A Little Validation

So, after the parking fiasco, I just couldn’t seem to concentrate. So, I figured if I wasn’t going to write, I should at least learn about writing. I started by watching a TED-talk, my first one actually, from Ted Stanton. He’s one of the big Kahuna’s from Pixar, and he talked about Storytelling. It was pretty good, and I recommend it, if only for how touching it ends up. He’s an impressive dude.

So I took notes and generally felt good. Awake. Ready to learn. Once it was over I headed to the Write About Dragons page and decided to catch up. Or at least start catching up.

And it was a whopper of a lecture. Brandon talked about publishing, getting an Agent, Editors and all the things I’ve always wanted to know more about but never knew how to learn about it.

So, thanks Brandon.

I won’t go into details here, maybe later next week, when I’ve had more time to absorb. But there is one thing I wanted to talk about from the lecture. Something that struck me, and excited me.

Someone asked Brandon the following:

“So, we’re here, we’re working hard, and we’re going to finish our novels. But, it’s the first one, so when it’s done should we shelf it and just move on?”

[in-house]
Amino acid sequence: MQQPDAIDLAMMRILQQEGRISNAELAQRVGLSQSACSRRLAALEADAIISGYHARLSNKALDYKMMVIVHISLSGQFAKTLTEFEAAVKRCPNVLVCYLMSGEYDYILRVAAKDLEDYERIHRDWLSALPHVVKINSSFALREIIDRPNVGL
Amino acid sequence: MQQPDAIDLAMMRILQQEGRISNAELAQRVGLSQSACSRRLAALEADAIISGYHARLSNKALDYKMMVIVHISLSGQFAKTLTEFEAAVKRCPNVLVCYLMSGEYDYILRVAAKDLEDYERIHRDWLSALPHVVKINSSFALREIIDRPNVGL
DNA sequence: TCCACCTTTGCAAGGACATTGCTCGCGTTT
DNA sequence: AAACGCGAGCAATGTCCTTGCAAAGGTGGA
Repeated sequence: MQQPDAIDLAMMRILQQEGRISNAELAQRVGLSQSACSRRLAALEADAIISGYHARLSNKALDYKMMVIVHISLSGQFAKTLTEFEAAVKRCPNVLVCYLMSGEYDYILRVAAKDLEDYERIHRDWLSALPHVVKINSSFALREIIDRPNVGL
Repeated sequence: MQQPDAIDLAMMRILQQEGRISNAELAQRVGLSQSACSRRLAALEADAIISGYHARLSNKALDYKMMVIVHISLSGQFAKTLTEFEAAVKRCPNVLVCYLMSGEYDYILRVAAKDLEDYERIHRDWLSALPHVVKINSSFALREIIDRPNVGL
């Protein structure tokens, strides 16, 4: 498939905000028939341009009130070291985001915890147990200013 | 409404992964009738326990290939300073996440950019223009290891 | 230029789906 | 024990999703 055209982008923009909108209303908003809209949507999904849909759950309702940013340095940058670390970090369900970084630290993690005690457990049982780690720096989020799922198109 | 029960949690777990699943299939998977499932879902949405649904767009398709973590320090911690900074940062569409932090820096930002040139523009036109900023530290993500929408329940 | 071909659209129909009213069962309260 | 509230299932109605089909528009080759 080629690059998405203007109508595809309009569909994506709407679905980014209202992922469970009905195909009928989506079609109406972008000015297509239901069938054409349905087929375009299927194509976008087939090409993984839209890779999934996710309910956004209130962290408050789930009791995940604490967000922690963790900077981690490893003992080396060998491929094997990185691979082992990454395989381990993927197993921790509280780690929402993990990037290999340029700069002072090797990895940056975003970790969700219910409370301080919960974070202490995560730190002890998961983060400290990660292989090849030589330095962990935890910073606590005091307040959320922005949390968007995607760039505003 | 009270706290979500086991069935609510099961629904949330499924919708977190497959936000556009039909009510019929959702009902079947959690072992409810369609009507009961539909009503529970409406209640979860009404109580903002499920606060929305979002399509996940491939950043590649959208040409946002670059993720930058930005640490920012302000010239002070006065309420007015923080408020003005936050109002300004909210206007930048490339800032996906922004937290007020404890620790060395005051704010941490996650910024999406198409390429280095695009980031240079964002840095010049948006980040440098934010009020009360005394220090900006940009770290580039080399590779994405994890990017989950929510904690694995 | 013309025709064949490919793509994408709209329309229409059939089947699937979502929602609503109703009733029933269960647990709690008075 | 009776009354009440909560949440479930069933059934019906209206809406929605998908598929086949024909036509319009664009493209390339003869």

Brandon very nearly interrupted him. “Submit it,” he said. To which he added, “set it aside, work on something new, and a couple months later, come back and edit it. Once you’ve done that, and you think it’s good, submit it.”

And it made me laugh, and my heart leap, and generally just evoked an emotional response in me, because this is what I planned to do. I’m doing the right things. I’m making good decisions. I don’t have to shelf it because I think, “it’s only my first novel, no one will pick it up.” Because Brandon said, “it could be really good.”

Sometimes, writing is like being a deep sea diver. You think you know what you’re doing. You’re told you’re good. But, you can’t see where you’re going, and really, when you’re alone down there, in the thick of it, you think you’re quite literally in over your head.

So it’s nice to hear from someone not related to me, or emotionally invested in me in anyway, that I shouldn’t give up. Even if he technically wasn’t talking to me.

That being said, my mom read the novel from start to finish and she thought it was “amazing”. I know she’s biased, but it still feels really good to hear.

Anyway, I’ve ignored the short story project all day. It intimidates me. There’s so much to do. So much bad writing to undo. Gah!

I will not allow myself to let these, almost, six hours pass without getting some work done!



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